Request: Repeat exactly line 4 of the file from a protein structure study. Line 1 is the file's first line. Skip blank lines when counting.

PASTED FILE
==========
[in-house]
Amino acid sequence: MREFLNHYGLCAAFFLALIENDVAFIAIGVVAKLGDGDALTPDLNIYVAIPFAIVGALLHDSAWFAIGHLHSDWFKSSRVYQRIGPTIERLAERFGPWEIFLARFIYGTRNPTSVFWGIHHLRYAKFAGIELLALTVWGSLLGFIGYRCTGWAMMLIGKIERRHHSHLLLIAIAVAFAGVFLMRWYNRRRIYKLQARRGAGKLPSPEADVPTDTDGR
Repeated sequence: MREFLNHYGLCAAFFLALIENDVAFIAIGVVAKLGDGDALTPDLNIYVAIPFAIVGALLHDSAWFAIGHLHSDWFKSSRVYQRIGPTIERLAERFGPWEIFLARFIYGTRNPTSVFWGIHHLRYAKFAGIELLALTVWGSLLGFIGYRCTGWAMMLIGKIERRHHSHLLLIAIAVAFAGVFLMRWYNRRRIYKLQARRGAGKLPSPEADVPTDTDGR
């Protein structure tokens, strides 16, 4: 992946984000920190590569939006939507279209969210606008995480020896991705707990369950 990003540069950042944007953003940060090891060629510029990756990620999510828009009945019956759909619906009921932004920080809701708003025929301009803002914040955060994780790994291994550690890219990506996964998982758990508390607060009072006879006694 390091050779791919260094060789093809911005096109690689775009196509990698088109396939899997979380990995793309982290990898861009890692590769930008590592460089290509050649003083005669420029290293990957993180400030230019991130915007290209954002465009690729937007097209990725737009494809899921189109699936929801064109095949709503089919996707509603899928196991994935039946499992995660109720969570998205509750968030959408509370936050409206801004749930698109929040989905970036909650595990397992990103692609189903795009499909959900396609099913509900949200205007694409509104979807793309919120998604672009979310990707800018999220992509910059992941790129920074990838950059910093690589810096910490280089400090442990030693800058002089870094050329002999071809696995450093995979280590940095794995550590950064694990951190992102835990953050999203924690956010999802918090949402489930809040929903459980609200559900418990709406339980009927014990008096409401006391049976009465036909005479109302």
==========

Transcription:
């Protein structure tokens, strides 16, 4: 992946984000920190590569939006939507279209969210606008995480020896991705707990369950 990003540069950042944007953003940060090891060629510029990756990620999510828009009945019956759909619906009921932004920080809701708003025929301009803002914040955060994780790994291994550690890219990506996964998982758990508390607060009072006879006694 390091050779791919260094060789093809911005096109690689775009196509990698088109396939899997979380990995793309982290990898861009890692590769930008590592460089290509050649003083005669420029290293990957993180400030230019991130915007290209954002465009690729937007097209990725737009494809899921189109699936929801064109095949709503089919996707509603899928196991994935039946499992995660109720969570998205509750968030959408509370936050409206801004749930698109929040989905970036909650595990397992990103692609189903795009499909959900396609099913509900949200205007694409509104979807793309919120998604672009979310990707800018999220992509910059992941790129920074990838950059910093690589810096910490280089400090442990030693800058002089870094050329002999071809696995450093995979280590940095794995550590950064694990951190992102835990953050999203924690956010999802918090949402489930809040929903459980609200559900418990709406339980009927014990008096409401006391049976009465036909005479109302």